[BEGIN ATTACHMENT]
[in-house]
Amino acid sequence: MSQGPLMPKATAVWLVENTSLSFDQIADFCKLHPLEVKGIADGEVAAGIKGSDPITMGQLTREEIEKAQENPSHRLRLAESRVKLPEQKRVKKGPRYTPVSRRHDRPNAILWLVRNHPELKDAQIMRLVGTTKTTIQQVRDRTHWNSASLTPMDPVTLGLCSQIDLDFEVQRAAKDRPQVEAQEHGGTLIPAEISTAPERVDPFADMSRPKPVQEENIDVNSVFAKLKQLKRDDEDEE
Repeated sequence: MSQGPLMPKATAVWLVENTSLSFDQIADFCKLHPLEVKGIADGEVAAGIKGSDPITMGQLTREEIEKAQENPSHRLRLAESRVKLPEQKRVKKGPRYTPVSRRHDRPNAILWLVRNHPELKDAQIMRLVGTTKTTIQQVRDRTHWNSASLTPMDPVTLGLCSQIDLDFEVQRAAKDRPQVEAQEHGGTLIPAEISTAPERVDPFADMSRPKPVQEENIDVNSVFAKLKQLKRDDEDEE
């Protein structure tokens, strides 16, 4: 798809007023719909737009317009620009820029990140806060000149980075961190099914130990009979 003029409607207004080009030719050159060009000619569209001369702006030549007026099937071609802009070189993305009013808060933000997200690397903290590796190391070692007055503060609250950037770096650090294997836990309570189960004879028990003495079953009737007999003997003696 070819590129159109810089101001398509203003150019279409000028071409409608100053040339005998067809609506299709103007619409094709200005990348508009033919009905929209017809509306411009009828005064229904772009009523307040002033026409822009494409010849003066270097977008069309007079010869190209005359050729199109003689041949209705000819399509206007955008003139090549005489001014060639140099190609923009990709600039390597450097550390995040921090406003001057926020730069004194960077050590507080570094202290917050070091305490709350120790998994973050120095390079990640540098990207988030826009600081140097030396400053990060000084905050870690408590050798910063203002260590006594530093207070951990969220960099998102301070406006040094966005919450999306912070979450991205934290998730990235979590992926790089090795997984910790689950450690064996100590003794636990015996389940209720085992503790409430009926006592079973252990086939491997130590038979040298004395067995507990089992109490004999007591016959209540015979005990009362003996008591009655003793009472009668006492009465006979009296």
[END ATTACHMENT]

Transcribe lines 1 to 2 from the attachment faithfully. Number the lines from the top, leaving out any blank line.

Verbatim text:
[in-house]
Amino acid sequence: MSQGPLMPKATAVWLVENTSLSFDQIADFCKLHPLEVKGIADGEVAAGIKGSDPITMGQLTREEIEKAQENPSHRLRLAESRVKLPEQKRVKKGPRYTPVSRRHDRPNAILWLVRNHPELKDAQIMRLVGTTKTTIQQVRDRTHWNSASLTPMDPVTLGLCSQIDLDFEVQRAAKDRPQVEAQEHGGTLIPAEISTAPERVDPFADMSRPKPVQEENIDVNSVFAKLKQLKRDDEDEE